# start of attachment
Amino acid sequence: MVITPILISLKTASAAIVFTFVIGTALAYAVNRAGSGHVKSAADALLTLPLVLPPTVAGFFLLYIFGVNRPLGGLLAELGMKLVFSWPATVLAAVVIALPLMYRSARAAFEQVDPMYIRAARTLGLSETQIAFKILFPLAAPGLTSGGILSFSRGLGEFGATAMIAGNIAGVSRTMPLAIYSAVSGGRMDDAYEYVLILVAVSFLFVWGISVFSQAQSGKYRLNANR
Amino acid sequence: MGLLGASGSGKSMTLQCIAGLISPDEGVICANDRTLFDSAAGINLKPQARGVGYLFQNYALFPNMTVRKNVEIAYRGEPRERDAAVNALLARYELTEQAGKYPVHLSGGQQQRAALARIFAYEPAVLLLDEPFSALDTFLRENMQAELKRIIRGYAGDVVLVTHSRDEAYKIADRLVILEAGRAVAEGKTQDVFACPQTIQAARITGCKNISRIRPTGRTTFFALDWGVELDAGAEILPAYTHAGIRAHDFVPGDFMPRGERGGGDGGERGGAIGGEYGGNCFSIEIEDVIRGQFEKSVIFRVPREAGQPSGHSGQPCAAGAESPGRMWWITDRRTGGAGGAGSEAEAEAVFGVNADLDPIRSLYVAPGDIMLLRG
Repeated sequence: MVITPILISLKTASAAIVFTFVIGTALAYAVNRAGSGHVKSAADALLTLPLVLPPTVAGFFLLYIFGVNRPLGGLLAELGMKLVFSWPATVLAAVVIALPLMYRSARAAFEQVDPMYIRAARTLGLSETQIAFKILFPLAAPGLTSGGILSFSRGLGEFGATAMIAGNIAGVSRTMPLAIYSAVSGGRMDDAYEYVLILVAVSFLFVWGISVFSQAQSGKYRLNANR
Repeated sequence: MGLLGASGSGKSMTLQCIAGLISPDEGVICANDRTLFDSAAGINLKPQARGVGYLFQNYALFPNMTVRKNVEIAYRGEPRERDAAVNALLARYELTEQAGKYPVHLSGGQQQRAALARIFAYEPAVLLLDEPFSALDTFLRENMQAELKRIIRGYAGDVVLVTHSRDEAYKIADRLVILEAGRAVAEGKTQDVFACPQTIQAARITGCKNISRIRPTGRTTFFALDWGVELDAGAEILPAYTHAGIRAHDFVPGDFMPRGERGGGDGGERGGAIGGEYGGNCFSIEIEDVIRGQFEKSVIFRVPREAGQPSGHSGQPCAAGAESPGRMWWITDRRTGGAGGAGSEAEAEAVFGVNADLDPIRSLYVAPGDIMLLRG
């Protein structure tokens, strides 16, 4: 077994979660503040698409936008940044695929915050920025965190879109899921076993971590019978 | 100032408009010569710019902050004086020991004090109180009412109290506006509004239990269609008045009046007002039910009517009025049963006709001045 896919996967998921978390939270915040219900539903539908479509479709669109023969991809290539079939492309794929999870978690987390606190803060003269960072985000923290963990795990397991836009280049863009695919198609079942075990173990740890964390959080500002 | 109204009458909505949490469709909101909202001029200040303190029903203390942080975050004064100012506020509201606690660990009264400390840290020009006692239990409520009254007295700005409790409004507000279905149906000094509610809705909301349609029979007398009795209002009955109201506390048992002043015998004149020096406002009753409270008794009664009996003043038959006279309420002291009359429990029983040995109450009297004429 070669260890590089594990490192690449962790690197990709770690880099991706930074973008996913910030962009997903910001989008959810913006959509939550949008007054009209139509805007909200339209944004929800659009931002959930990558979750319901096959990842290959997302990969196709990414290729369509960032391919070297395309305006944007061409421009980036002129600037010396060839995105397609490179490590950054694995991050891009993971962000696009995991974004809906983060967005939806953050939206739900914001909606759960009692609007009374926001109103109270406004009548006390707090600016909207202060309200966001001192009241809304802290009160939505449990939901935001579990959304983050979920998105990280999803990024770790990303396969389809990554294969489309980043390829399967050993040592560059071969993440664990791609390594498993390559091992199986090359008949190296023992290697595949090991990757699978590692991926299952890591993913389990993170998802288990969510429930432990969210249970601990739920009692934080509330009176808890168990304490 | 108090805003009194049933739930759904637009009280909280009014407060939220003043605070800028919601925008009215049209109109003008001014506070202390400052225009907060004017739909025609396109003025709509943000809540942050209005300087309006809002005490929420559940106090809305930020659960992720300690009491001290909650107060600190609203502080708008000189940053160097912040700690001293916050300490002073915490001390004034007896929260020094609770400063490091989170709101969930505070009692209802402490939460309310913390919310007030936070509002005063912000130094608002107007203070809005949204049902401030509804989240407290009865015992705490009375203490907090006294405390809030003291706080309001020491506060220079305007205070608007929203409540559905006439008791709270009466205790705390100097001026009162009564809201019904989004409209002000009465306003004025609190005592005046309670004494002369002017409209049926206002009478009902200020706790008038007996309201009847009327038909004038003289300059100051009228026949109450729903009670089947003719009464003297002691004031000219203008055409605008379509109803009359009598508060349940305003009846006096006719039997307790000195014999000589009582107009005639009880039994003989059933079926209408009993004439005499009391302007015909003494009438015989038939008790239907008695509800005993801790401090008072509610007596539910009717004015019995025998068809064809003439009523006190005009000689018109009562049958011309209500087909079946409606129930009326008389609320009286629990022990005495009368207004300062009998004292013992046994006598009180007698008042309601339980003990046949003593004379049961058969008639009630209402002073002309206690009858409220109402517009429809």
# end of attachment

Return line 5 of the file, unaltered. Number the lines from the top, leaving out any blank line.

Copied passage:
């Protein structure tokens, strides 16, 4: 077994979660503040698409936008940044695929915050920025965190879109899921076993971590019978 | 100032408009010569710019902050004086020991004090109180009412109290506006509004239990269609008045009046007002039910009517009025049963006709001045 896919996967998921978390939270915040219900539903539908479509479709669109023969991809290539079939492309794929999870978690987390606190803060003269960072985000923290963990795990397991836009280049863009695919198609079942075990173990740890964390959080500002 | 109204009458909505949490469709909101909202001029200040303190029903203390942080975050004064100012506020509201606690660990009264400390840290020009006692239990409520009254007295700005409790409004507000279905149906000094509610809705909301349609029979007398009795209002009955109201506390048992002043015998004149020096406002009753409270008794009664009996003043038959006279309420002291009359429990029983040995109450009297004429 070669260890590089594990490192690449962790690197990709770690880099991706930074973008996913910030962009997903910001989008959810913006959509939550949008007054009209139509805007909200339209944004929800659009931002959930990558979750319901096959990842290959997302990969196709990414290729369509960032391919070297395309305006944007061409421009980036002129600037010396060839995105397609490179490590950054694995991050891009993971962000696009995991974004809906983060967005939806953050939206739900914001909606759960009692609007009374926001109103109270406004009548006390707090600016909207202060309200966001001192009241809304802290009160939505449990939901935001579990959304983050979920998105990280999803990024770790990303396969389809990554294969489309980043390829399967050993040592560059071969993440664990791609390594498993390559091992199986090359008949190296023992290697595949090991990757699978590692991926299952890591993913389990993170998802288990969510429930432990969210249970601990739920009692934080509330009176808890168990304490 | 108090805003009194049933739930759904637009009280909280009014407060939220003043605070800028919601925008009215049209109109003008001014506070202390400052225009907060004017739909025609396109003025709509943000809540942050209005300087309006809002005490929420559940106090809305930020659960992720300690009491001290909650107060600190609203502080708008000189940053160097912040700690001293916050300490002073915490001390004034007896929260020094609770400063490091989170709101969930505070009692209802402490939460309310913390919310007030936070509002005063912000130094608002107007203070809005949204049902401030509804989240407290009865015992705490009375203490907090006294405390809030003291706080309001020491506060220079305007205070608007929203409540559905006439008791709270009466205790705390100097001026009162009564809201019904989004409209002000009465306003004025609190005592005046309670004494002369002017409209049926206002009478009902200020706790008038007996309201009847009327038909004038003289300059100051009228026949109450729903009670089947003719009464003297002691004031000219203008055409605008379509109803009359009598508060349940305003009846006096006719039997307790000195014999000589009582107009005639009880039994003989059933079926209408009993004439005499009391302007015909003494009438015989038939008790239907008695509800005993801790401090008072509610007596539910009717004015019995025998068809064809003439009523006190005009000689018109009562049958011309209500087909079946409606129930009326008389609320009286629990022990005495009368207004300062009998004292013992046994006598009180007698008042309601339980003990046949003593004379049961058969008639009630209402002073002309206690009858409220109402517009429809």